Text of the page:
Later, as I viewed Million Dollar Baby, I watched Clint Eastwood help a naive, female, boxing careerist die in her hospital bed, and then carry himself off into nowhere like the Preacher in Pale Rider, the 1985 western he directed in which I co-starred. (Despite his evident satisfaction with my performance in the second lead, Eastwood never asked for me to work with him again.)

Does Haggis believe Brecht would remain a Stalinist, or would the author of The Threepenny Opera worship a real-life Mack the Knife like Mao Zedong?

James Joyce, an Irish exile in Paris, projected his own estimate of literature’s real motive: revenge. He laid it upon William Shakespeare when he had Stephen Dedalus, co-hero of his classic novel Ulysses, describe what the names of the characters in Hamlet represented in the Bard’s personal life. Apparently Shakespeare was visiting his own bloodlust upon his enemies.

Communism was so rife in 1930s Paris that one wonders whether Leopold Bloom, the main protagonist actually in the novel à clef Ulysses, was actually Joyce’s version of Karl Marx or not.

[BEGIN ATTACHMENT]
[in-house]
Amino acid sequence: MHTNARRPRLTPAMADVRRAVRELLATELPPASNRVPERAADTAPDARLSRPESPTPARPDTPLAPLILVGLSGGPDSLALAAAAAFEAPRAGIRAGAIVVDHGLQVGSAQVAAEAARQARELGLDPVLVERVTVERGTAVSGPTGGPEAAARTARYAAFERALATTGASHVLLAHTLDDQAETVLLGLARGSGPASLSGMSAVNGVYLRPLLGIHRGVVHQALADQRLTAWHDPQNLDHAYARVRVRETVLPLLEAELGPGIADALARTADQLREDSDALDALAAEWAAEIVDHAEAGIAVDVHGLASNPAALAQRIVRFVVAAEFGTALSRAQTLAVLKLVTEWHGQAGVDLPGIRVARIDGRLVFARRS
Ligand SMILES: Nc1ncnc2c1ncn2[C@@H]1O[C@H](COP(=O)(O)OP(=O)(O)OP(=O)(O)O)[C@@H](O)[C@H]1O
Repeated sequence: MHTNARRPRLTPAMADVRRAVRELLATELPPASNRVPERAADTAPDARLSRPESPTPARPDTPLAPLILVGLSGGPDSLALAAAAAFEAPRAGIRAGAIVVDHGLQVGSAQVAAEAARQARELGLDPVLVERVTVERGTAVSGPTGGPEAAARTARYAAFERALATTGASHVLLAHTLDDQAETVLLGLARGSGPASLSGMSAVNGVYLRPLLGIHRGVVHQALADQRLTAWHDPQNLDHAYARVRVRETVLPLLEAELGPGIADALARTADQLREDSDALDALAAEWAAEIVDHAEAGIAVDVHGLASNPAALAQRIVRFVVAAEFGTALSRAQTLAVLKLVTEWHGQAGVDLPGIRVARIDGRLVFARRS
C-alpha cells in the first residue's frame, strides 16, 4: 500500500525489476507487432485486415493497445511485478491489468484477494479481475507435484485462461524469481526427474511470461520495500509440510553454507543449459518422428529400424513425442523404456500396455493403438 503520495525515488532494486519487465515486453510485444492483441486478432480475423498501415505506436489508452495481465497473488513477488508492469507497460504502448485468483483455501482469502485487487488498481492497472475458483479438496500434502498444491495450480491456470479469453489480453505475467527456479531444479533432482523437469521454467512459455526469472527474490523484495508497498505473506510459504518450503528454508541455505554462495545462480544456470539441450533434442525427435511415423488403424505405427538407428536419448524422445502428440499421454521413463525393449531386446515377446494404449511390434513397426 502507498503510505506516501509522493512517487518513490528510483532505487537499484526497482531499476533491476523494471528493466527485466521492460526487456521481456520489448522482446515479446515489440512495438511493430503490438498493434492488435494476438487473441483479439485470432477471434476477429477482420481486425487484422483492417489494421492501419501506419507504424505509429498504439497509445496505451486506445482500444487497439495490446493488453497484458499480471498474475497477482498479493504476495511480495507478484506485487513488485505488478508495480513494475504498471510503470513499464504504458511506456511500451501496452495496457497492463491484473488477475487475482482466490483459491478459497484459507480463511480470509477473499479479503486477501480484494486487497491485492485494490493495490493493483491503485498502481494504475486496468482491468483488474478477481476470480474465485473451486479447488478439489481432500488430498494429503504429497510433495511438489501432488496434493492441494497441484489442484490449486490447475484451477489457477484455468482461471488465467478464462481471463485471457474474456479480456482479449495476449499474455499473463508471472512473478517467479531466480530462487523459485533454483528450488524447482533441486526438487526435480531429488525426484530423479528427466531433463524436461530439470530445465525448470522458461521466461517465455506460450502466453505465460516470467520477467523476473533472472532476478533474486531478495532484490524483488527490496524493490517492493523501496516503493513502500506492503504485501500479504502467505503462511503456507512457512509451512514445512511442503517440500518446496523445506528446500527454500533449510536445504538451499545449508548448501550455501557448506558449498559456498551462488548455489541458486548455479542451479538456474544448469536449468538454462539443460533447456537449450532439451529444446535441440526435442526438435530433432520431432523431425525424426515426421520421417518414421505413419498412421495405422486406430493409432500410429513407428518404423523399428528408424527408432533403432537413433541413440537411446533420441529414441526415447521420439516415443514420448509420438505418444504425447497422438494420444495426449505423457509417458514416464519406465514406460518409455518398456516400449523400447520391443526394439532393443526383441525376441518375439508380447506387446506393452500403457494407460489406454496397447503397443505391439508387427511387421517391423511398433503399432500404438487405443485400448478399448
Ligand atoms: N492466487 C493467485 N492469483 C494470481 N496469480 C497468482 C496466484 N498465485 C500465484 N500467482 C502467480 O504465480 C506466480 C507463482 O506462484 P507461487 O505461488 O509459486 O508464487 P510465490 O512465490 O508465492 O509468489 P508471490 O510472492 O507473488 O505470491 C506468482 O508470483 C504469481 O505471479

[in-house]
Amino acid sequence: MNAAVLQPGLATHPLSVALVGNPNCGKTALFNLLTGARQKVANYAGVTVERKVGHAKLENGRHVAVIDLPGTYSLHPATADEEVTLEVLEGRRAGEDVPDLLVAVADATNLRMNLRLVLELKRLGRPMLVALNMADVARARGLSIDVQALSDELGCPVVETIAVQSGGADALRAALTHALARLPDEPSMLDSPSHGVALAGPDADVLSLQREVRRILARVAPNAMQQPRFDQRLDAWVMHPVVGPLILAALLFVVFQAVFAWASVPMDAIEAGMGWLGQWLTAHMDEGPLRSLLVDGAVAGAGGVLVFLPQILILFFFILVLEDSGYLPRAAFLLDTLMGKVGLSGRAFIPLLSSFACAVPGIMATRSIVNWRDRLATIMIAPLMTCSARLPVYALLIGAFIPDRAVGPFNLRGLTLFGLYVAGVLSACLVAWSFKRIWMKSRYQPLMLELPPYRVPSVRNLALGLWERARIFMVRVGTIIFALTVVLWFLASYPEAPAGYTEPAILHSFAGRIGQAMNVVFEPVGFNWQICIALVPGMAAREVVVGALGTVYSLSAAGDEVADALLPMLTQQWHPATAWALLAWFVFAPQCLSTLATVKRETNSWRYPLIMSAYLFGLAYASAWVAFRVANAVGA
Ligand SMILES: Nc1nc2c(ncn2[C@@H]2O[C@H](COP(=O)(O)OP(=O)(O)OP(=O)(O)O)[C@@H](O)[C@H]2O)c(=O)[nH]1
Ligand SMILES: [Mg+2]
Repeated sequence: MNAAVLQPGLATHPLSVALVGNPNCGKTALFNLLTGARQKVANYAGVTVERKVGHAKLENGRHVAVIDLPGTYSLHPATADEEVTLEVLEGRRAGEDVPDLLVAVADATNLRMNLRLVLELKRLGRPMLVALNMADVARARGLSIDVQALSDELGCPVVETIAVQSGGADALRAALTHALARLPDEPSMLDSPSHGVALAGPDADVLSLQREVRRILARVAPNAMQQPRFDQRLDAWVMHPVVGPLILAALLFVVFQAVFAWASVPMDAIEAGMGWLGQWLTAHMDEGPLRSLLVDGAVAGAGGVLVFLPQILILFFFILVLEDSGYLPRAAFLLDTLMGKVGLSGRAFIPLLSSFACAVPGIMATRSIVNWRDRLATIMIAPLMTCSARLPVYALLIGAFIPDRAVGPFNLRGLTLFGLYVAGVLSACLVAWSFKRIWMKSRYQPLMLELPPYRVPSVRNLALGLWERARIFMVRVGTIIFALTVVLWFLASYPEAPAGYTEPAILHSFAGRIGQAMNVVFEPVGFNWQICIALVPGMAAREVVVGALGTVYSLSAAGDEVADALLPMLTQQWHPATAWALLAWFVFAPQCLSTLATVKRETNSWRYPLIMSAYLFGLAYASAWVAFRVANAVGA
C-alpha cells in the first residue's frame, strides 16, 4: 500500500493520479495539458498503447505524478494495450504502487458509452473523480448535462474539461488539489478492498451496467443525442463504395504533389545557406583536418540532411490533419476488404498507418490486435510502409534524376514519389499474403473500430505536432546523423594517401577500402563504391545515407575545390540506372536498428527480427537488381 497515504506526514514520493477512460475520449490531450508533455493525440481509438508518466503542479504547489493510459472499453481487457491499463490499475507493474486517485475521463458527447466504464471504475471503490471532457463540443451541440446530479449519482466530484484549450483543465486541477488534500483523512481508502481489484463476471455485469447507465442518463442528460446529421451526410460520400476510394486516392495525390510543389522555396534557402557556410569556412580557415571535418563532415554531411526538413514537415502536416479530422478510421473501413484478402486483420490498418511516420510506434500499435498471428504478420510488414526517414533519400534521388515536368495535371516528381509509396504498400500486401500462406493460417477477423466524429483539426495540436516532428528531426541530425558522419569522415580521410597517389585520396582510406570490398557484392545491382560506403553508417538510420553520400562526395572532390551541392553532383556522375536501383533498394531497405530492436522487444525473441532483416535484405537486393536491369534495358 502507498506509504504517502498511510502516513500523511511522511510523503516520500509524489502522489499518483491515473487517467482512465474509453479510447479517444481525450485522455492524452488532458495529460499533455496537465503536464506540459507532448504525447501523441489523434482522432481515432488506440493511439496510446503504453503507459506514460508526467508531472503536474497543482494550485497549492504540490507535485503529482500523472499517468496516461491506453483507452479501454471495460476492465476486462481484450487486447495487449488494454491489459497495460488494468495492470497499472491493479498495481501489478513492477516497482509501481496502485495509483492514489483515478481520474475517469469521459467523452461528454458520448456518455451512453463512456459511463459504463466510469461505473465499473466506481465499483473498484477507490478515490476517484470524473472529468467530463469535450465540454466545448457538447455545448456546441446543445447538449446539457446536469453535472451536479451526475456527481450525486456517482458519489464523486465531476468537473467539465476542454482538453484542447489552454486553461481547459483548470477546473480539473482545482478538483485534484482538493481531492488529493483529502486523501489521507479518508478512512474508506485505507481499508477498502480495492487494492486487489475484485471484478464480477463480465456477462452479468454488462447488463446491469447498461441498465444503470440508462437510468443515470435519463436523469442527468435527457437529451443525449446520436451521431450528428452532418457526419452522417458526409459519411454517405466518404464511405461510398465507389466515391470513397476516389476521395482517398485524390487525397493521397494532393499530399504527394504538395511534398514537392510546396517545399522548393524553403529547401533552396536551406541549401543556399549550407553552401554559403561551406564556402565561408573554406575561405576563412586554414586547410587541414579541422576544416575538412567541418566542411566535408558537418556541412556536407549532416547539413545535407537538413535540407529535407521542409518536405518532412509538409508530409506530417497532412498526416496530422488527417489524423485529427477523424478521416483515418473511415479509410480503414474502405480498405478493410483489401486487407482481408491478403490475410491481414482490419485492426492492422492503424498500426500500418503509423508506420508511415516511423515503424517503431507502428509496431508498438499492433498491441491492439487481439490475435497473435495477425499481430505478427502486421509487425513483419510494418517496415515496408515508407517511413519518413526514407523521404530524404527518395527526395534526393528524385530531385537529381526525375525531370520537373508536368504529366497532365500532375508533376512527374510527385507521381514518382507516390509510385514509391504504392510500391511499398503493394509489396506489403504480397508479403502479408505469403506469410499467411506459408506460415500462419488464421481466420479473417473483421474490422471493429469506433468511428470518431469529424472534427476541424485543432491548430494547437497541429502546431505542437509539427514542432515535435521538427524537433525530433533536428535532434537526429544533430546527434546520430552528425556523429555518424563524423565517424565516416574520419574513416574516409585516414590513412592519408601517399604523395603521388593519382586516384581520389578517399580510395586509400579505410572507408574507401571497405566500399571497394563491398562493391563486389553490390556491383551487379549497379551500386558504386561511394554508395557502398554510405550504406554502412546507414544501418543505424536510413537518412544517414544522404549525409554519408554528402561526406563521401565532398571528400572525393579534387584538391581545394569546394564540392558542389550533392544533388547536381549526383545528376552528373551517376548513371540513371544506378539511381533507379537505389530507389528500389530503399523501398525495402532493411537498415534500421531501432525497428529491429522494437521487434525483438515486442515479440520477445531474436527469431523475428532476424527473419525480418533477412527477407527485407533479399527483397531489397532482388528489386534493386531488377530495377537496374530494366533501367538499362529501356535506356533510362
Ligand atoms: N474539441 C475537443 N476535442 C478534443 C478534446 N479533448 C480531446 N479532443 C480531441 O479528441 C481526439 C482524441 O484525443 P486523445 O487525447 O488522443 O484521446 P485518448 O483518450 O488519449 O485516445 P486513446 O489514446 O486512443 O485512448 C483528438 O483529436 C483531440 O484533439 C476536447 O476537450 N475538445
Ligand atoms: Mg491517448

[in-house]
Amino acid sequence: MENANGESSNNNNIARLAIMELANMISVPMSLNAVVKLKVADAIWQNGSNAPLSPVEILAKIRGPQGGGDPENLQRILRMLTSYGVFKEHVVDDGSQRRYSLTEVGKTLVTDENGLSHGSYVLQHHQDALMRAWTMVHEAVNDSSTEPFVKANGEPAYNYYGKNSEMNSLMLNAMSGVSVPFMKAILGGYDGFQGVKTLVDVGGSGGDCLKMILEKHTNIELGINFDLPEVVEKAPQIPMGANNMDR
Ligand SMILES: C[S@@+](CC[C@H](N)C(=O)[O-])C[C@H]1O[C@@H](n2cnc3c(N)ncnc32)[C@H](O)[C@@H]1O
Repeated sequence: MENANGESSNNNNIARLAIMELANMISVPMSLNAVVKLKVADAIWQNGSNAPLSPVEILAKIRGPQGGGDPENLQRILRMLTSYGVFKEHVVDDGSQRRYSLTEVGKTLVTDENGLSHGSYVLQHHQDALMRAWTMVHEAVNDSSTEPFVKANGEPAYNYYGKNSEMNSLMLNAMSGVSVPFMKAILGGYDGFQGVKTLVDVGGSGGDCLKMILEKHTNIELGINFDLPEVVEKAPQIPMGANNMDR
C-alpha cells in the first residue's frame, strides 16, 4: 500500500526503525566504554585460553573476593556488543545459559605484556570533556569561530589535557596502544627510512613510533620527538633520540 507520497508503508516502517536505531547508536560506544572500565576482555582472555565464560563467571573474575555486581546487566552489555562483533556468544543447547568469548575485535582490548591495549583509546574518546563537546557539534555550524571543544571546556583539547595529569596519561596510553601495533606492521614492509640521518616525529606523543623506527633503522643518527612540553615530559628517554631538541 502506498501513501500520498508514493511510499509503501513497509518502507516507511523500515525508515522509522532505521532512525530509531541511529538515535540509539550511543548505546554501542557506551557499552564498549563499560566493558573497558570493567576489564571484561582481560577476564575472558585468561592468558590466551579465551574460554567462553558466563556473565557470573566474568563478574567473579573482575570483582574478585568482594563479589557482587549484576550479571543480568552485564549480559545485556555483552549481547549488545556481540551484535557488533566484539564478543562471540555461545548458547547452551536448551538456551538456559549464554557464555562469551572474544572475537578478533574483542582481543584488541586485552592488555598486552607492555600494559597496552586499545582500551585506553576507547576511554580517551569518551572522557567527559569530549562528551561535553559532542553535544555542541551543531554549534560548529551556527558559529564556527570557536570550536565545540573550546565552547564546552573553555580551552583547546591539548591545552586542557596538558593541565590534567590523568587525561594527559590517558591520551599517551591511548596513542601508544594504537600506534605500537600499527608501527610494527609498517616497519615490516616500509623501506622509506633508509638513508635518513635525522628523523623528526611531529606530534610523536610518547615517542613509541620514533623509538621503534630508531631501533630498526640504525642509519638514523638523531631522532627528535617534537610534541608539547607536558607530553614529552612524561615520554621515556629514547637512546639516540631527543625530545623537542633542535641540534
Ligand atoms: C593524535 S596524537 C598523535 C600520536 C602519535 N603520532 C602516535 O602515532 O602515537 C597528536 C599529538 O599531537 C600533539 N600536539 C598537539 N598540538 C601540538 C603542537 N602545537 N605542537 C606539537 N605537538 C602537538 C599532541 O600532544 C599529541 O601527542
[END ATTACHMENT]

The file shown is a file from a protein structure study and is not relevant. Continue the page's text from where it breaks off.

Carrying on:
Joyce, hardly a Brechtian, had been trained by Jesuits at Trinity College in Dublin. With such genius, I suspect he ended up a heterosexual, Irish version of the Italian homosexual, Catholic/Communist film director Pier Paolo Pasolini, serving two masters at the same time – Christ and Marx. I doubt if Haggis, a devout Brechtian, suffers from such divided loyalties, although he does inject a Catholic priest into the life of Eastwood’s Frankie Dunn character in Million Dollar Baby. Haggis seems to be thumbing his nose at the Catholic Church.